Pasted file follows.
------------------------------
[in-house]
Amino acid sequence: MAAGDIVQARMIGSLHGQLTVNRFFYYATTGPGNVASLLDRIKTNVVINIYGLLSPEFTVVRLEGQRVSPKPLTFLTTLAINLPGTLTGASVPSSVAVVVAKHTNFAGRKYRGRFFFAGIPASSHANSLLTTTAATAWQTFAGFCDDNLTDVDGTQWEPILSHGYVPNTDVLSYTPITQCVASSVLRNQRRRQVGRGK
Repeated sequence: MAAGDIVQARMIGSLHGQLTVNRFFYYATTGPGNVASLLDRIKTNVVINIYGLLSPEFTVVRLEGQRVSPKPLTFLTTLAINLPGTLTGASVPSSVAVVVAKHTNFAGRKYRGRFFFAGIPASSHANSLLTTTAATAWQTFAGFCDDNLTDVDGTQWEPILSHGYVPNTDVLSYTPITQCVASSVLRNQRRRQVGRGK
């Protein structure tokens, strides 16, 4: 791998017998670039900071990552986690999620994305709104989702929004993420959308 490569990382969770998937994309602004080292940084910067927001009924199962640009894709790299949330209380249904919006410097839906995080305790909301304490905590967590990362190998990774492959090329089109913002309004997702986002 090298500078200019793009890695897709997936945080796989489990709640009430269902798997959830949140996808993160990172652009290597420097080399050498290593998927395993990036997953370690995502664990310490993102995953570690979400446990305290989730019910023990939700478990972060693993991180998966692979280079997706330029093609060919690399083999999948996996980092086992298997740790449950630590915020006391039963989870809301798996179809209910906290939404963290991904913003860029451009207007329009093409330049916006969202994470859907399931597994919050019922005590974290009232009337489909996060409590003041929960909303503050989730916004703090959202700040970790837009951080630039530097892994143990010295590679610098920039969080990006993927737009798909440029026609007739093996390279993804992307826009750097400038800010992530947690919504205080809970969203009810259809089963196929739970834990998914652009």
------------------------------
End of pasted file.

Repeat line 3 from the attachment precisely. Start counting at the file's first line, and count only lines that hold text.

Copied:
Repeated sequence: MAAGDIVQARMIGSLHGQLTVNRFFYYATTGPGNVASLLDRIKTNVVINIYGLLSPEFTVVRLEGQRVSPKPLTFLTTLAINLPGTLTGASVPSSVAVVVAKHTNFAGRKYRGRFFFAGIPASSHANSLLTTTAATAWQTFAGFCDDNLTDVDGTQWEPILSHGYVPNTDVLSYTPITQCVASSVLRNQRRRQVGRGK